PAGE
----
1978 was the year, Gilbert Baker was the man, San Francisco, California was the location and there were 8 original colors Click here for a 1:39 video on this history. After the Stonewall Riots in 1969,the gay liberation movements, and more work on gay civil rights, we needed a symbol. When I give my presentations I speak about how having a rainbow flag sticker, or any type of rainbow emblem lets our community know you are a safe person. The rainbow symbol will even tell our community that a business is “open” to serving us. Many religious institutions will also invite us in with a rainbow flag. NEVER underestimate the power of the rainbow. In fact, I give out little bags of Skittles(imagine there is a trademark there) in addition to rainbow stickers to my audiences so they can show their support as allies!
If you have met me in person, you might know that I am also known as “Lady Rainbow” and that my wife and I LOVE collecting anything rainbow. As a middle and high school counselor in Wisconsin, I always made sure to wear a rainbow lanyard as a symbol to my students, staff and families that I was a safe person. In graduate school, I asked my mentor how many “out” school counselors there were in Wisconsin. She didn’t have the answer and decided to base her doctoral thesis on this subject. The one thing she continues to have in her private counseling office is a rainbow bookmark that I gave her as a thank you gift.
Wisconsin’s current Governor Tony Evers stood with our community as the rainbow flag flew over our state capital building in Madison for Pride Month! Here is the one minute read on this historic event!
Sometimes, people might think that the legalization of gay marriage in all 50 states has eradicated our struggles for equality. I am a 50 year old woman of white privilege and I still have my moments of caution; which is why the simple act of making a rainbow visible can make ALL the difference. We will get into the other LGBTQIA symbols/colors/flags in another blog post.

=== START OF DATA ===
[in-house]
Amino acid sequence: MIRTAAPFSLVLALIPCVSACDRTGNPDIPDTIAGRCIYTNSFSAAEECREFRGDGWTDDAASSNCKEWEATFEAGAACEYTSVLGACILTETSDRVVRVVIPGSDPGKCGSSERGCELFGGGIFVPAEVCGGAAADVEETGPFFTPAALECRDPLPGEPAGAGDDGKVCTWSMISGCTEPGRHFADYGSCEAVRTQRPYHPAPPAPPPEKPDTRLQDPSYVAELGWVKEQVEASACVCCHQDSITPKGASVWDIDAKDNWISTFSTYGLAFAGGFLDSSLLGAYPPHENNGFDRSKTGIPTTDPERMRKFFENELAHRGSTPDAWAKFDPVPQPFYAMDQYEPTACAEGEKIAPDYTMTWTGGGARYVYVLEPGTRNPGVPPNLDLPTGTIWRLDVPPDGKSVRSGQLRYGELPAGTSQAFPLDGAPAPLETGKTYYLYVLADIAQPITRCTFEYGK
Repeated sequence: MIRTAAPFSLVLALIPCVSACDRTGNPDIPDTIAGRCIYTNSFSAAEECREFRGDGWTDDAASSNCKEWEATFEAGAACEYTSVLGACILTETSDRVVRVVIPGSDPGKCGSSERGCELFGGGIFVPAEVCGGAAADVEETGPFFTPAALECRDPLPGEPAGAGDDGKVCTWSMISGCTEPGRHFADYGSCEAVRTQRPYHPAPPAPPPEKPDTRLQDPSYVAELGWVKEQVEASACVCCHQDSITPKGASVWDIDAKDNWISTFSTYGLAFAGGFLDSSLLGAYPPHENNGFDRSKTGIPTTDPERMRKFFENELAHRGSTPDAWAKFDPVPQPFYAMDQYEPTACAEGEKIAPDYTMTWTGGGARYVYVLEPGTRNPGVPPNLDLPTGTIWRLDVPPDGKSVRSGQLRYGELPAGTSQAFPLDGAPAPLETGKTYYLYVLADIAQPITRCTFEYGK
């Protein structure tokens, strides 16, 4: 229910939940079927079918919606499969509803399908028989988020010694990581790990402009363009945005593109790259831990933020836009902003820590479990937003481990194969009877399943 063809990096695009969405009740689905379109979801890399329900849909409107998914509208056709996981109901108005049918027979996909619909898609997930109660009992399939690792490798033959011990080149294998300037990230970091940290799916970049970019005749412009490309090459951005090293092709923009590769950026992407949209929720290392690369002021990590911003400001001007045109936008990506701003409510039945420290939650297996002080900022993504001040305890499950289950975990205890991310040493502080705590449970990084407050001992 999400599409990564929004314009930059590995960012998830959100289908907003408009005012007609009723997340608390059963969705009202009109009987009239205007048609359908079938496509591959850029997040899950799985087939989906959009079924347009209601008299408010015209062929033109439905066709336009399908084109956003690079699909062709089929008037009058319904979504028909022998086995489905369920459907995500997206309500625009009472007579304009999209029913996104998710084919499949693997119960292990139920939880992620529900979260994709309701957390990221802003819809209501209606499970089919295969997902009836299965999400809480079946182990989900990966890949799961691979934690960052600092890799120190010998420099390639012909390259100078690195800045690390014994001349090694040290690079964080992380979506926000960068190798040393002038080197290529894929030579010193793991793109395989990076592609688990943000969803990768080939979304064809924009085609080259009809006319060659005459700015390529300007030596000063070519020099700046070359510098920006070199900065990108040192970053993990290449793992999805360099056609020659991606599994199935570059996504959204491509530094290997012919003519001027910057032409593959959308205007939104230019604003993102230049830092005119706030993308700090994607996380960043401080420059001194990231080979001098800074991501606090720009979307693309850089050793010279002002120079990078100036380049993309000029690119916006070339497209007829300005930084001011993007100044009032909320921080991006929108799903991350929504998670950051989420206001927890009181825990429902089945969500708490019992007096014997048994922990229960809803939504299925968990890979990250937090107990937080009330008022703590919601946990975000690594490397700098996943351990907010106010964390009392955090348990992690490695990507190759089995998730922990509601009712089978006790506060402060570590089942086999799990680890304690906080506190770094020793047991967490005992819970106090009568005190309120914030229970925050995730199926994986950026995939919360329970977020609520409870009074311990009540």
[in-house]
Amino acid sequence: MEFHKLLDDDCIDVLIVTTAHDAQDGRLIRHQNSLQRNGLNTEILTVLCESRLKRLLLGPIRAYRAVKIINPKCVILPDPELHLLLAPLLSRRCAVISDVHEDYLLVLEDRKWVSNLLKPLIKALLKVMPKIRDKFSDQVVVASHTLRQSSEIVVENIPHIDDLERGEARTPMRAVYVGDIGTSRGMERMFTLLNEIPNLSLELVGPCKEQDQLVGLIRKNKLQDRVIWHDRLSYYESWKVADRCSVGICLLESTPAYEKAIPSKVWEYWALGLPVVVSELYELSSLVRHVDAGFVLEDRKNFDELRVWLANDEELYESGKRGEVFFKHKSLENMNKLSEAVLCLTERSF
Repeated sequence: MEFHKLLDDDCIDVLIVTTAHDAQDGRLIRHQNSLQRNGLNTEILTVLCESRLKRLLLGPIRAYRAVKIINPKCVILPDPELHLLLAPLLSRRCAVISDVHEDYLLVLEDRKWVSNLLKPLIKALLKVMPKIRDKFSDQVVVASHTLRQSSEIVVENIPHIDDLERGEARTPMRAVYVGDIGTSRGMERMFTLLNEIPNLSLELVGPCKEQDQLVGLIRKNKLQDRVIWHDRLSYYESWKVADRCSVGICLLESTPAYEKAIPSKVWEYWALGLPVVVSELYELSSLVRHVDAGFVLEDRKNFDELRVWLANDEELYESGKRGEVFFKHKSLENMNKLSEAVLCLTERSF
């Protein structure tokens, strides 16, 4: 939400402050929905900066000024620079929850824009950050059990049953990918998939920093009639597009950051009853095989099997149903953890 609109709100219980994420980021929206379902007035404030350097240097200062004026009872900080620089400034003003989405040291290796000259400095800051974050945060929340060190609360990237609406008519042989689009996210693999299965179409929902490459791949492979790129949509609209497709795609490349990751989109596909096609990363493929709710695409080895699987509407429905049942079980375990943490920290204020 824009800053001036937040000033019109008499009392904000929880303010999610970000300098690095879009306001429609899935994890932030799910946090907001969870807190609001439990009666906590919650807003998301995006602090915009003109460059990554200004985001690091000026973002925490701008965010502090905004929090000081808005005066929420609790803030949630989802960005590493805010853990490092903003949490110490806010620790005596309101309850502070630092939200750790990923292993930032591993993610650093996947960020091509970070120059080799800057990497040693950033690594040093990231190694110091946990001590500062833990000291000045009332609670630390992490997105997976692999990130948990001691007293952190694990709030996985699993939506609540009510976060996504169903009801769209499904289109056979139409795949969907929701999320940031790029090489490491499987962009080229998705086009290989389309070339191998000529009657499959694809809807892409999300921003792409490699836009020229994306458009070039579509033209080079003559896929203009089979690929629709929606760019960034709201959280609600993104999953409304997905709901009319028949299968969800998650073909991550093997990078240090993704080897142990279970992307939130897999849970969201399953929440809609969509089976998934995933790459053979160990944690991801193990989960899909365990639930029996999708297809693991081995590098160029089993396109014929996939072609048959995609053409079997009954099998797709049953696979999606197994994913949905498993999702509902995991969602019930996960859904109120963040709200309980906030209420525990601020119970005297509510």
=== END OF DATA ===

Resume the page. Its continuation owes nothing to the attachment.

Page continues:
Thanks for taking the time to read my blog and please let me know if Lady Rainbow can answer any of your LGBTQIA Frequently Asked Questions!
Happy Pride! Not sure what that means? Fifty years ago at the Stonewall Inn in New York City. Police raided the establishment and the patrons fought back. This was the start of the “Gay Revolution”. Here is more information on life before Stonewall in the Madison, Wisconsin area. https://isthmus.com/news/cover-story/book-documents-gay-rights-struggles-in-wisconsin/
YOU are Never Alone!
Be a rainbow in someone else’s cloud— Maya Angelou
This is the first post on my new blog. I’m just getting this new blog going, so stay tuned for more. Subscribe below to get notified when I post new updates. The focus will be answering Frequently Asked Questions (FAQ) on LBGTQIA+ issues & advocacy. Not sure what all of those letters represent? Stay tuned here and subscribe!
~Peace & Hugs,
Lisa from Wisconsin
This is an example post, originally published as part of Blogging University. Enroll in one of our ten programs, and start your blog right.
You’re going to publish a post today. Don’t worry about how your blog looks. Don’t worry if you haven’t given it a name yet, or you’re feeling overwhelmed. Just click the “New Post” button, and tell us why you’re here.
Why do this?
- Because it gives new readers context. What are you about? Why should they read your blog?
- Because it will help you focus you own ideas about your blog and what you’d like to do with it.
The post can be short or long, a personal intro to your life or a bloggy mission statement, a manifesto for the future or a simple outline of your the types of things you hope to publish.
To help you get started, here are a few questions:
- Why are you blogging publicly, rather than keeping a personal journal?
- What topics do you think you’ll write about?
- Who would you love to connect with via your blog?
- If you blog successfully throughout the next year, what would you hope to have accomplished?
You’re not locked into any of this; one of the wonderful things about blogs is how they constantly evolve as we learn, grow, and interact with one another — but it’s good to know where and why you started, and articulating your goals may just give you a few other post ideas.
Can’t think how to get started? Just write the first thing that pops into your head. Anne Lamott, author of a book on writing we love, says that you need to give yourself permission to write a “crappy first draft”. Anne makes a great point — just start writing, and worry about editing it later.
When you’re ready to publish, give your post three to five tags that describe your blog’s focus — writing, photography, fiction, parenting, food, cars, movies, sports, whatever. These tags will help others who care about your topics find you in the Reader. Make sure one of the tags is “zerotohero,” so other new bloggers can find you, too.